Sometimes Free Really Means Free
from the yes-there-are-free-lunches dept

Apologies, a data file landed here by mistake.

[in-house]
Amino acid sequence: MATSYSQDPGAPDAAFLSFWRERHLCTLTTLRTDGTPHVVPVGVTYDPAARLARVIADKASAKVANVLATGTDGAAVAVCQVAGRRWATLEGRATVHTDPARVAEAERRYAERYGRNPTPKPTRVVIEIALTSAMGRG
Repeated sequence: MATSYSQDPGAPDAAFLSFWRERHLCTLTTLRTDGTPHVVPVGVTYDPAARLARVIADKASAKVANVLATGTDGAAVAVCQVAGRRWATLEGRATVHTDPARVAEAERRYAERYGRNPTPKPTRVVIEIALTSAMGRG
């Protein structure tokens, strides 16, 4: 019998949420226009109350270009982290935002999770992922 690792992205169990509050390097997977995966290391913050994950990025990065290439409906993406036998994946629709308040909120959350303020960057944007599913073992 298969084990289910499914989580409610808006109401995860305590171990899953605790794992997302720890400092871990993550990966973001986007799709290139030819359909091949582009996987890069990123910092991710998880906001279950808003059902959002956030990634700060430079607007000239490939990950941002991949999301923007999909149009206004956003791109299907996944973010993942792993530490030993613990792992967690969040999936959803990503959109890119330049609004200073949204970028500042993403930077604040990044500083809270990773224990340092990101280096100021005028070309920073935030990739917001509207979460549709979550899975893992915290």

"Free" seems like a simple enough concept. As we’ve explained in the past, there’s a huge number of successful business models that involve giving away free stuff. But Adam Thierer points out that some people are still horribly confused about the nature of "free" business models. Alex Iskold claims that the "free" stuff given away by Google and other companies is an illusion. He notes that when a company offers us free stuff, it often come with a price attached: you get a free lunch, but you have to listen to an annoying timeshare sales pitch. What Iskold fails to appreciate is the difference between scarce physical goods and non-scarce information goods. It’s true that if a company is giving a physical product away for free, they’re probably going to try to sell you something as part of the deal. But that’s because the physical product costs them money, and they’d go out of business if they gave away too many. Information goods are totally different. Once you’ve created a new information product, you can give away an unlimited number of copies without affecting your bottom line. And so you can afford to design your business model in a much more generous fashion. MySQL, for example, built a billion-dollar business by giving away millions of copies of its software in order to attract a few thousand companies willing to pay for its service and support offerings. Those millions of free copies of MySQL really are free.Iskold also seems confused about the difference between monopolies and competition. He claims that Google’s decision to give its word processor and spreadsheet application away is "monopolistic" and a "dangerous poker game" that’s only possible because Google has a huge pile of cash. This is ridiculous on a couple of different levels. In the first place, it’s absurd to think that Google’s cash pile gives it an unfair advantage over Microsoft, which has one of the largest cash piles in the history of the world. Second, there are numerous other competitors in the online word processing space, such as Zoho, who don’t have Google’s large piles of cash, yet still give away online word processors for free. In fact, Google’s own word processor actually came from a tiny startup, Writely, who had very little money, but was still giving away the product for free. Third, there’s no inherent reason why word processors can’t be free. You can make an unlimited number of copies of it just like any other software product. Microsoft has only retained the ability to charge hundreds of dollars for Office because they haven’t had enough competition. Now that competition is increasing, the price of office software is likely to fall toward its marginal cost of zero, and companies will need to find more creative ways to turn a profit from it. Cutting prices (including cutting them to zero) in order to increase market share is the opposite of monopolistic. Consumers benefited from Microsoft’s decision to give away Internet Explorer in the 1990s, and they benefit from Google’s decision to give away Google Docs today.